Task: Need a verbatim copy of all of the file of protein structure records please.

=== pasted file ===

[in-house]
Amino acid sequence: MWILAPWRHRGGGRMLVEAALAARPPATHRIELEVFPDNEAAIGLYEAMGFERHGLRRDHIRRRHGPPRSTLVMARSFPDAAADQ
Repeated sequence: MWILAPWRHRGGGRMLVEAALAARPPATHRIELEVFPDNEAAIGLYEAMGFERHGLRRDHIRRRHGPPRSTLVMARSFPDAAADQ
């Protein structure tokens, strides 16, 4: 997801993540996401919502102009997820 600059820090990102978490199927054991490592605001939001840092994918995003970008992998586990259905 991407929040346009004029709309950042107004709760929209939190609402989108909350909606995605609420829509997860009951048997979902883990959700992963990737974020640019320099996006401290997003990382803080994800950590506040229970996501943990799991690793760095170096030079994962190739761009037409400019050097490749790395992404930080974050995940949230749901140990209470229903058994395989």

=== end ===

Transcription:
[in-house]
Amino acid sequence: MWILAPWRHRGGGRMLVEAALAARPPATHRIELEVFPDNEAAIGLYEAMGFERHGLRRDHIRRRHGPPRSTLVMARSFPDAAADQ
Repeated sequence: MWILAPWRHRGGGRMLVEAALAARPPATHRIELEVFPDNEAAIGLYEAMGFERHGLRRDHIRRRHGPPRSTLVMARSFPDAAADQ
């Protein structure tokens, strides 16, 4: 997801993540996401919502102009997820 600059820090990102978490199927054991490592605001939001840092994918995003970008992998586990259905 991407929040346009004029709309950042107004709760929209939190609402989108909350909606995605609420829509997860009951048997979902883990959700992963990737974020640019320099996006401290997003990382803080994800950590506040229970996501943990799991690793760095170096030079994962190739761009037409400019050097490749790395992404930080974050995940949230749901140990209470229903058994395989």